N.J. Stat. Ann. § 30:4C-15.1(a), (b) (West, WESTLAW through 2000 ch. 179)
The Division shall initiate a petition to terminate parental rights on the grounds of the 'best interests of the child' if the following standards are met:
The child's safety, health or development has been or will continue to be endangered by the parental relationship;
The parent is unwilling or unable to eliminate the harm facing the child or is unable or unwilling to provide a safe and stable home for the child and the delay of permanent placement will add to the harm. Such harm may include evidence that separating the child from his foster parents would cause serious and enduring emotional or psychological harm to the child;
The Division has made reasonable efforts to provide services to help the parent correct the circumstances which led to the child's placement outside the home and the court has considered alternatives to termination of parental rights; and
Termination of parental rights will not do more harm than good.
The Division shall initiate a petition to terminate parental rights on the ground that the 'parent has abandoned the child' if the following standards are met:
A court finds that for a period of 6 or more months:the parent, although able to have contact, has had no contact with the child, the child's foster parent or the Division; and the parent's whereabouts are unknown, notwithstanding the Division's reasonable efforts to locate the parent; or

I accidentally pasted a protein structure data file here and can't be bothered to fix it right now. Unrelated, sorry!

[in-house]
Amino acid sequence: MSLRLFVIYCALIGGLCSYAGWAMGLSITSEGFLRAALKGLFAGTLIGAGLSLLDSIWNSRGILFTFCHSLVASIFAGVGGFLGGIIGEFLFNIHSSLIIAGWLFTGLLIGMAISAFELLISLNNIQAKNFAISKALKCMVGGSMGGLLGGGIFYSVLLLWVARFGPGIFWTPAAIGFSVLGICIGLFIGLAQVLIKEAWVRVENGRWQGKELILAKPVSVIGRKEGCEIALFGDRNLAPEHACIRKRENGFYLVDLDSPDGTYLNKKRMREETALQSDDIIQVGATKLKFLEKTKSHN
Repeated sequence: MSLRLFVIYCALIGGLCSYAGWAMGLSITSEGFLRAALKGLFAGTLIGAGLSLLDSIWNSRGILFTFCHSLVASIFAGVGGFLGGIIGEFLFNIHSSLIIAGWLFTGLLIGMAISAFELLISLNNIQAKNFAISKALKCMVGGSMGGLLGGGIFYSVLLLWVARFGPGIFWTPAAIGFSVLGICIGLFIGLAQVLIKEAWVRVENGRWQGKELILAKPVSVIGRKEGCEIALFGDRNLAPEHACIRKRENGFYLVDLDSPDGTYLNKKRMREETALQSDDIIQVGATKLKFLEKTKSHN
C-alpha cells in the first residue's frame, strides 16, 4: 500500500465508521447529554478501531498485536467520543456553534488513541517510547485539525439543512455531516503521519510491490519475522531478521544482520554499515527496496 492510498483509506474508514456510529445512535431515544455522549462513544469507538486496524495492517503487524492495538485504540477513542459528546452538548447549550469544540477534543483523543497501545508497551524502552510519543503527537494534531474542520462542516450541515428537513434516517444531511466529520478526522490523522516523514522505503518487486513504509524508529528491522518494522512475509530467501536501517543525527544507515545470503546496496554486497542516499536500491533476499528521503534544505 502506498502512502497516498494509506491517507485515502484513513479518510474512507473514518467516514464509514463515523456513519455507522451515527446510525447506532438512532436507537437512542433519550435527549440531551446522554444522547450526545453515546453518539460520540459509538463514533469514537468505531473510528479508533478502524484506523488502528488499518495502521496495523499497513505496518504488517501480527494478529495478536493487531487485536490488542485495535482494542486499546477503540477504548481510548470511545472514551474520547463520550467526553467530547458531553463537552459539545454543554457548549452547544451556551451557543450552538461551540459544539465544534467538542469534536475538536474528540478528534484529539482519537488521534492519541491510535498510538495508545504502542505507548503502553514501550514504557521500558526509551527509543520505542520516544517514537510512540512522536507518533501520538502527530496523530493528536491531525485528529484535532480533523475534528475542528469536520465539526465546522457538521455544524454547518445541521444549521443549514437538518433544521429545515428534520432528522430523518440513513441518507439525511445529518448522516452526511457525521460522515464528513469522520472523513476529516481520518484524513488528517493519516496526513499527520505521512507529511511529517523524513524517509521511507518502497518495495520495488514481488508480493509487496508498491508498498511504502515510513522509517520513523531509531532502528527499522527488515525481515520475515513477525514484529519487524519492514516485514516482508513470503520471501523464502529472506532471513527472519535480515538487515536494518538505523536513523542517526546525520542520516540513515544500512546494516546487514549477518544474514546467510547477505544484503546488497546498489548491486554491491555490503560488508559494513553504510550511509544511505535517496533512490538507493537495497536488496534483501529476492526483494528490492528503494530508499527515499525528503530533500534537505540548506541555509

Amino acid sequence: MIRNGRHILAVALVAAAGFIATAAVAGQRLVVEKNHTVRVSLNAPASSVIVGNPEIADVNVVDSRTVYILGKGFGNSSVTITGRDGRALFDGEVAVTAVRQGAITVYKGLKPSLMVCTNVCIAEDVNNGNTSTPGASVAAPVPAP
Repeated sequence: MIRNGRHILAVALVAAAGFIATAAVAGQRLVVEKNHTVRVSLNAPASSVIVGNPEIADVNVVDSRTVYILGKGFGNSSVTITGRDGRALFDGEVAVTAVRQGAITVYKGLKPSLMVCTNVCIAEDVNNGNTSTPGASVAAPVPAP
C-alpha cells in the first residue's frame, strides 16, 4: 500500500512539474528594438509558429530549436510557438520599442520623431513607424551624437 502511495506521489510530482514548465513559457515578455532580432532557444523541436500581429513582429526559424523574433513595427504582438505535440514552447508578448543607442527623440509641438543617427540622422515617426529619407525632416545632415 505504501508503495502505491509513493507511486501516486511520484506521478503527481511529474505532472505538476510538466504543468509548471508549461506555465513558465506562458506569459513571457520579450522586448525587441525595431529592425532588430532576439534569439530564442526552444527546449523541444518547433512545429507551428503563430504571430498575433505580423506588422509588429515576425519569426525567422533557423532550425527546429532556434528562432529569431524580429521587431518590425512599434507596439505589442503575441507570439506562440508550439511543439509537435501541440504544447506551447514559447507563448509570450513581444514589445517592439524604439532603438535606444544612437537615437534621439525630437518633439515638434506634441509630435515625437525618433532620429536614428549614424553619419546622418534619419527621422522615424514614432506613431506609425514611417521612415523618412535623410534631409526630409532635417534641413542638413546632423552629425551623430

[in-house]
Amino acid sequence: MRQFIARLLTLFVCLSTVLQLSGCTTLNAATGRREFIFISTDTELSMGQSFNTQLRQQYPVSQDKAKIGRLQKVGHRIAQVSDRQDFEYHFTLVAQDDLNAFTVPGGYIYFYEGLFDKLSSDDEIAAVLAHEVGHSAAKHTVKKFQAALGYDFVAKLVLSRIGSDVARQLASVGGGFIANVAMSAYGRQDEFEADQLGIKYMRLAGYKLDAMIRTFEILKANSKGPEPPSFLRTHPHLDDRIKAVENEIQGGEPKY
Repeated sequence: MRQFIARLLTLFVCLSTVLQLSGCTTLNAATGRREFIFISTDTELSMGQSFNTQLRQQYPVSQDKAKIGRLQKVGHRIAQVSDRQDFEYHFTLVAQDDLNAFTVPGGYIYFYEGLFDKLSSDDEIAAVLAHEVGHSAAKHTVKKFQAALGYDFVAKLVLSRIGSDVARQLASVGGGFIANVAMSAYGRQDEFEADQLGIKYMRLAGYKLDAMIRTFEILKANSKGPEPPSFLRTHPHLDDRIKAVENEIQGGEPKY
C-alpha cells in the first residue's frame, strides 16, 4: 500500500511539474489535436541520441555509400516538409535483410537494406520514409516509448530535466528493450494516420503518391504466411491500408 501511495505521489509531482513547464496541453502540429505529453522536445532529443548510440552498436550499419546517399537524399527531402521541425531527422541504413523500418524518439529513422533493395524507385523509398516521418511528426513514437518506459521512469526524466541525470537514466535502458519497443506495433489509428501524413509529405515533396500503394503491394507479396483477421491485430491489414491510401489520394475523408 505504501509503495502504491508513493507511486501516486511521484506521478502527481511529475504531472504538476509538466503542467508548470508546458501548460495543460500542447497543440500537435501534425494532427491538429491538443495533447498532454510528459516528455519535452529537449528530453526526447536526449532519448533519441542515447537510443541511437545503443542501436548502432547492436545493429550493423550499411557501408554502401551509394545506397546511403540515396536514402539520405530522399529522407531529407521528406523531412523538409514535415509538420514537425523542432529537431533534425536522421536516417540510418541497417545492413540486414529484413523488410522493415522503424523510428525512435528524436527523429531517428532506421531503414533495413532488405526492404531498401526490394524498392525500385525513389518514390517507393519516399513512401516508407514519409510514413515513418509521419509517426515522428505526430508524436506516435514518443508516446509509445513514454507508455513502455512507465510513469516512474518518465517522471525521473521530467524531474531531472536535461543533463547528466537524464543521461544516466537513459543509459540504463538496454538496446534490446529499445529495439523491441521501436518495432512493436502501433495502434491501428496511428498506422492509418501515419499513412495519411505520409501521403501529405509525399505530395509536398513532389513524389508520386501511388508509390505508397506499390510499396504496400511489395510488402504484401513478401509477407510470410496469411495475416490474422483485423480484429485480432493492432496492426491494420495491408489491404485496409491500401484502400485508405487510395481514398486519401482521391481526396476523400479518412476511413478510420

Where the identities of the parents are unknown and the Division has exhausted all reasonable methods of attempting identification, the Division may immediately file for termination of parental rights upon the completion of the law enforcement investigation; or
Where the parent voluntarily delivered the child to and left the child at, or voluntarily arranged for another person to deliver the child to and leave the child at a State, county, or municipal police station or at an emergency department of a licensed general hospital in the State when the child is or appears to be no more than 30 days old, without expressing an intent to return for the child.
N.J. Stat. Ann. § 9:2-19 (West 1999)
If the court shall determine that custody of the child has been surrendered, the court may declare that the person making such surrender shall have no further right to custody of the child. If the court shall determine that a parent of the child is dead, or mentally incompetent, or has forsaken parental obligation, the court may declare that such parent shall have no further right to custody of the child.
If the court shall determine that a custodian or guardian has been appointed for the child, but that such custodian or guardian has willfully and continuously neglected or failed to discharge the responsibilities of such appointment, the court may declare that such custodian or guardian shall have no further control and authority over the person of the child.
Note: Our authors are dedicated to honest, engaged, informed, intelligent, and open conversation about adoption. The opinions expressed here may not reflect the views of Adoption.com.